CANBERRA, July 14 AAP
Parents who neglect their children or allow them to play truant will have income support payments quarantined under welfare reforms that have the government and Labor in partial agreement.
The changes involve Centrelink seizing portions of parents' payments for spending on essentials such as food, clothing and shelter if welfare agencies deem their children to be at risk.
Centrelink will monitor school attendance and take control of families' welfare payments if children repeatedly fail to attend class.
The new rules, announced by Prime Minister John Howard today, build on welfare restrictions applied to indigenous communities in the Northern Territory under the government's election-year crackdown on abuse.
Welfare agencies today expressed doubt about the effectiveness of the changes in tackling the causes of child neglect.
The first Centrelink monitoring of primary school attendance will begin next July and will be extended to high-school attendance by 2010.
Prime Minsiter Howard saidWelfare payments were not intended to let people evade their responsibilities, particularly towards their children. This is about reinforcing an appropriate balance between entitlements and responsibilities in our society.
It is not punitive. It is not taking benefits away. Parents subject to income management will not lose any money and the proportion of government payments that will be managed on their behalf to pay for essential expenses will be tailored on a family basis to ensure that the needs of children are being met.
The federal government plans to hold talks with the states about how to manage payments for parents whose children are assessed by child protection authorities to be at risk.
Mr Howard saidFrom the start of the 2009 school year, parents on income support who have children of primary-school age who are not regularly attending school will be referred for assistance to manage their government payments.
Income management will only be imposed after parents have been warned about unexplained absences and given an opportunity to address these within the family environment.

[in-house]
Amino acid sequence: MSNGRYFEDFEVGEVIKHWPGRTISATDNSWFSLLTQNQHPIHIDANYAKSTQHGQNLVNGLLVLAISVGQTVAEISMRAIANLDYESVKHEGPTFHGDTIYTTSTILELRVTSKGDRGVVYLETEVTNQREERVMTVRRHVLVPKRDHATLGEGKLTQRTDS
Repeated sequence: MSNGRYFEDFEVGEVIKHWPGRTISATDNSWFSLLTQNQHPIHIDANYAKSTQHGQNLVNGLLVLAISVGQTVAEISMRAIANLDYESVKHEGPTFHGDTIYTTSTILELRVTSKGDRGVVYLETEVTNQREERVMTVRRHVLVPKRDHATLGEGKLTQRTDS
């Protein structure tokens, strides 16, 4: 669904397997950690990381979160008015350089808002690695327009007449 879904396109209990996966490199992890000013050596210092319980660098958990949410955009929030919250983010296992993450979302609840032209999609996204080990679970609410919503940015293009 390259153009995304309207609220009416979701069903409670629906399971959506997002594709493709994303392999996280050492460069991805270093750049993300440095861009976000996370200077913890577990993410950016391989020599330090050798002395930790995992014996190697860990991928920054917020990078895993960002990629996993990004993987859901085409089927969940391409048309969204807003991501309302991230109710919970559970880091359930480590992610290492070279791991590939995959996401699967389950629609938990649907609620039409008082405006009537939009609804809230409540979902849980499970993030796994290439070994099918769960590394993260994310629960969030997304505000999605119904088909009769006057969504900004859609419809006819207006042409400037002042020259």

St Vincent de Paul Society chief executive officer John Falzon was not convinced quarantining welfare payments would help protect children.
Opposition Leader Kevin Rudd saidWe have a similar plan for welfare reform. Labor would give child-protection authorities the power to compel neglectful parents to spend part of their welfare cheques on food, rent, electricity and gas bills, school uniforms and books. The vast majority of Australian parents do the right thing by their children, however there is a small section of the community who are unable or unwilling to look after their children.
John Falzon from St Vincent de Paul Society saidWe fear that by demonising parents, in some cases you're not helping children, you're pushing people further to the margins. A policy which focuses on quarantining as the main plank of solving the issues of children who are missing out is, as far as we're concerned, short sighted.
Australian Council of Social Service spokesman Andrew Johnson spoke to Sky News and saidThe government should focus on services such as counselling and rehabilitation, which help protect children from abuse.
What we actually need is targeted programs, greater investment in these programs, to ensure that we are actually giving the children a proper start in life
Brotherhood of St Laurence executive director Tony Nicholson saidDecisions about quarantining welfare payments should rest with child protection agencies, not Centrelink.